In the first arc of writer Samuel Sattin and artist Chris Koehler’s Legend, out in trade paperback now from Z2 Comics, when the apocalypse descends upon the Earth, animals are left holding the reins of what’s left, the stewards of a fallen world. Described by Sattin as “Watership Down…remixed with The Walking Dead,” Legend looks at life after a biological catastrophe has decimated most of humanity, with the remaining dogs and cats and animal life left behind attempting to pick up where humanity left off.
Mr. Sattin spoke to me recently about the first Legend story arc, how writing for comics has affected his craft, and what’s next for Legend and his further projects.
FreakSugar: For folks who are considering picking up volume one of Legend, how would you describe the first arc?
Samuel Sattin: Humanity has been ravaged by a bio-terror attack, and mankind is presumed to be at its end. But in a small, secluded part of a devastated city, a group of animals continues to endure. Ransom, the leader of the dog tribe, has been killed by a mysterious creature called the Endark. Legend, an English Pointer with a reputation for being trustworthy, accepts the mantle of leader in his place, and declares that he will kill the beast terrorizing their homeland. In order to do so, however, he and his friends, Daisy, Herman, and Elsa, must forge an alliance with their enemies, the Cat Tribe, which is known for possessing strange technology. Old foes must become fast friends with the imposition of bigger threats, and from then on, things get dangerous. The queen of the cats dispatches two of her finest armored guards to accompany the dogs across a bridge to a mysterious hawk that knows the location of the beast they seek. The only question is, will they reach him before the true horrors of the wild come upon them?
FS: One thing that has impressed me so much about Legend is that while you anthropomorphize the characters to an extent, you manage to allow the cats to be cats, dogs to be dogs, and so on. Was that an important narrative point for you early on in crafting the project?
SS: Thank you. Making sure our animals are, in fact, animals, was (and is) definitely an important factor in the structuring of Legend. One of the things I find so interesting about classic animal tales, from Watership Down to Animal Farm and even The Jungle Book, is the way in which the authors seem to have understood that animals are, in fact, interesting. That they do, in fact, have personalities, and emotions, and some sort of viewpoint. The animals in Legend are lent a great deal of complexity and articulation, in part because that’s how animals truly operate, and in part because of reasons I can’t reveal at the moment, for fear of spoilers. But they are still animals. They still think like animals and they still act like animals, to the best of my writing ability. Chris’s art definitely helps solidify this notion as well. Graphic and moody, Chris’ style makes sure that our characters and world, while fantastical, remain grounded. He looks closely at the ways in which animals express themselves, as opposed to lending them human features. It’s something we’re both conscious of, and I appreciate that it’s noticed!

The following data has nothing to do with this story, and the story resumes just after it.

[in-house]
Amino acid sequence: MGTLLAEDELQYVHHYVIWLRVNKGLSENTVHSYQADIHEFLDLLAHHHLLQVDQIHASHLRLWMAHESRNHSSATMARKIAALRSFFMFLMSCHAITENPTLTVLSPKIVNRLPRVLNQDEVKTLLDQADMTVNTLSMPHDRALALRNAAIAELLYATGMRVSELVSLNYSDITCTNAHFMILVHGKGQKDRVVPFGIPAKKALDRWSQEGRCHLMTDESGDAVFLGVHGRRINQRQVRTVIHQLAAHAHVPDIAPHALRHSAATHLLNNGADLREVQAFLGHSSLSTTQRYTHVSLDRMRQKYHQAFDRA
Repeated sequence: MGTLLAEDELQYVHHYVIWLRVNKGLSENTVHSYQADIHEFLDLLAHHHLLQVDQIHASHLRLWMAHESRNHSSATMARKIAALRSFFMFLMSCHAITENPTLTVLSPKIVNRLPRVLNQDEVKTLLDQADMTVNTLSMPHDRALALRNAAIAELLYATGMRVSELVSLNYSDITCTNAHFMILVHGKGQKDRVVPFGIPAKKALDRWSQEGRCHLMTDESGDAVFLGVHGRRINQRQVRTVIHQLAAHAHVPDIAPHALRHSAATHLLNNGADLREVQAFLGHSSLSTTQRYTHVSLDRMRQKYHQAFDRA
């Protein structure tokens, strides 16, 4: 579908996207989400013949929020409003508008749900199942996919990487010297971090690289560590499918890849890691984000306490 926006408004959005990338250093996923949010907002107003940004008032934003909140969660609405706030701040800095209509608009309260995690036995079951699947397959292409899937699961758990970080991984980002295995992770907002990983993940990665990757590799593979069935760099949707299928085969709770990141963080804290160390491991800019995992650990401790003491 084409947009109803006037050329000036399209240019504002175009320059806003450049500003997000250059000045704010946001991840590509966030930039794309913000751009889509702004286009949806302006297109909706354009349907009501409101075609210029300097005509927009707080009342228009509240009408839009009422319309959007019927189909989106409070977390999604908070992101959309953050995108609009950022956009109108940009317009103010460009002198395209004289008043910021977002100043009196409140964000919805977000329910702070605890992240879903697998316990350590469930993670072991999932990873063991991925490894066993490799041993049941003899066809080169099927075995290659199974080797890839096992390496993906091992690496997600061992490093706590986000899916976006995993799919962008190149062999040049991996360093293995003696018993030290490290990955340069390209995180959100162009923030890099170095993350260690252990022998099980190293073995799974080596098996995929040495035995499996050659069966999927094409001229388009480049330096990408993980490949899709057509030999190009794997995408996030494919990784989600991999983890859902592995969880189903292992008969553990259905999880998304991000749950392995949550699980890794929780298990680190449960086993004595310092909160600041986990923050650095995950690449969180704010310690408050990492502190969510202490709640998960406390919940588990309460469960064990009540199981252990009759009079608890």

FS: You’ve described Legend as “Watership Down mixed with The Walking Dead” and I think that’s true in its treatment of the apocalypse and using animals as protagonists. However, there seems to be parallels with Legend and The Walking Dead in how both you Robert Kirkman use the apocalypse to not just tell a one-off tale, but to shoot for a long-form story. Is that fair? Is that something you had in mind?
SS: This particular Legend tale has a beginning, middle, and end in mind. But the world we’ve created has a lot of potential for expansion. I love long-form stories, and Kirkman’s is one of the very best, but I think with the world of Legend I’d like to see what happens if we were to explore multiple stories, in multiple places, and as they occur. Though I’ll never rule out continuing the saga of the dog tribe. Particularly in different mediums.
FS: While there have been many post-apocalyptic tales to discuss the condition of the world of today, Legend works so well because it provides a lens through which to tell such a story that hasn’t been used before. Why did you decide to use animals to tell this tale?
SS: It occurs to me now how much the notion of perspective plays into the reasoning. The post-apocalypse has been heavily explored with human characters. Such stories usually deal with us discovering how to recreate our society after the bulk of it has collapsed. But with animals, and especially with domesticated animals, the very notion of collapse is so much more interesting to me. I mean, here you have these creatures that have such a close relationship to mankind, that have become part of mankind’s family, and yet, remain inextricably separate from us. Then, the world they thought they knew, the world they’ve been bred into and programmed by, disintegrates. What then? Every ancient instinct becomes necessity, and the unknown becomes more dangerous than ever. So even more than just trying to use animals to vary up the post-apocalyptic equation, I feel like there’s something that can be said here, something that can be explored that hasn’t yet been touched upon that brings into question the very nature of what it means to be a community.